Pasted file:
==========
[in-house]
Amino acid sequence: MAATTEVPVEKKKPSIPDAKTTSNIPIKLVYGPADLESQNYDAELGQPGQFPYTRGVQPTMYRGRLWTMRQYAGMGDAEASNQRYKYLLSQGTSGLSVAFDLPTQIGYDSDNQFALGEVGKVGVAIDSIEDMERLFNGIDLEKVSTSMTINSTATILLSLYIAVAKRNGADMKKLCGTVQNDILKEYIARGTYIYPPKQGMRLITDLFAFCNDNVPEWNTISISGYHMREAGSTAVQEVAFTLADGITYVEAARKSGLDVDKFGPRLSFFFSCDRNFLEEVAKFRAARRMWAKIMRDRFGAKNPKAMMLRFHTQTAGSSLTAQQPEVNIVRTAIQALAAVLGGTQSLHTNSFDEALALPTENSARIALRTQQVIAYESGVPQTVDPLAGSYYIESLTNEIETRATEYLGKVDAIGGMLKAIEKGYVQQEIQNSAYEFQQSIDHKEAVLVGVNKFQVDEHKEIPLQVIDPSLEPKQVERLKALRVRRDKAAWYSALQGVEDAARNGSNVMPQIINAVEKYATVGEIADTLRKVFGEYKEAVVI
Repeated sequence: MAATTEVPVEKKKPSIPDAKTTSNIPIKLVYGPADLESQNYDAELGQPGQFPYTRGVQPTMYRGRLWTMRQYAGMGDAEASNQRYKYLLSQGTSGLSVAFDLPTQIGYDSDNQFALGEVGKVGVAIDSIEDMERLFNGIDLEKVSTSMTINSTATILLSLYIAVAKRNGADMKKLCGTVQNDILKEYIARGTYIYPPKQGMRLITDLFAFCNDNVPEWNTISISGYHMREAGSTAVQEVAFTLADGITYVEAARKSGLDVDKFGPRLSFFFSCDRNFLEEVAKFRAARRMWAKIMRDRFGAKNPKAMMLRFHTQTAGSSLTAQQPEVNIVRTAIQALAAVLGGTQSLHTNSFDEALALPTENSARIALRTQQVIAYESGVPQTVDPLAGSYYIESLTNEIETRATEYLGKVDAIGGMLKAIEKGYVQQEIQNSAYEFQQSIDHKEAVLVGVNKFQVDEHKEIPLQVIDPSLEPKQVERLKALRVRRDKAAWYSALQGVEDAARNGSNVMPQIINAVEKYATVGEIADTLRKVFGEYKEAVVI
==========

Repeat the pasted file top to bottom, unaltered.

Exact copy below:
[in-house]
Amino acid sequence: MAATTEVPVEKKKPSIPDAKTTSNIPIKLVYGPADLESQNYDAELGQPGQFPYTRGVQPTMYRGRLWTMRQYAGMGDAEASNQRYKYLLSQGTSGLSVAFDLPTQIGYDSDNQFALGEVGKVGVAIDSIEDMERLFNGIDLEKVSTSMTINSTATILLSLYIAVAKRNGADMKKLCGTVQNDILKEYIARGTYIYPPKQGMRLITDLFAFCNDNVPEWNTISISGYHMREAGSTAVQEVAFTLADGITYVEAARKSGLDVDKFGPRLSFFFSCDRNFLEEVAKFRAARRMWAKIMRDRFGAKNPKAMMLRFHTQTAGSSLTAQQPEVNIVRTAIQALAAVLGGTQSLHTNSFDEALALPTENSARIALRTQQVIAYESGVPQTVDPLAGSYYIESLTNEIETRATEYLGKVDAIGGMLKAIEKGYVQQEIQNSAYEFQQSIDHKEAVLVGVNKFQVDEHKEIPLQVIDPSLEPKQVERLKALRVRRDKAAWYSALQGVEDAARNGSNVMPQIINAVEKYATVGEIADTLRKVFGEYKEAVVI
Repeated sequence: MAATTEVPVEKKKPSIPDAKTTSNIPIKLVYGPADLESQNYDAELGQPGQFPYTRGVQPTMYRGRLWTMRQYAGMGDAEASNQRYKYLLSQGTSGLSVAFDLPTQIGYDSDNQFALGEVGKVGVAIDSIEDMERLFNGIDLEKVSTSMTINSTATILLSLYIAVAKRNGADMKKLCGTVQNDILKEYIARGTYIYPPKQGMRLITDLFAFCNDNVPEWNTISISGYHMREAGSTAVQEVAFTLADGITYVEAARKSGLDVDKFGPRLSFFFSCDRNFLEEVAKFRAARRMWAKIMRDRFGAKNPKAMMLRFHTQTAGSSLTAQQPEVNIVRTAIQALAAVLGGTQSLHTNSFDEALALPTENSARIALRTQQVIAYESGVPQTVDPLAGSYYIESLTNEIETRATEYLGKVDAIGGMLKAIEKGYVQQEIQNSAYEFQQSIDHKEAVLVGVNKFQVDEHKEIPLQVIDPSLEPKQVERLKALRVRRDKAAWYSALQGVEDAARNGSNVMPQIINAVEKYATVGEIADTLRKVFGEYKEAVVI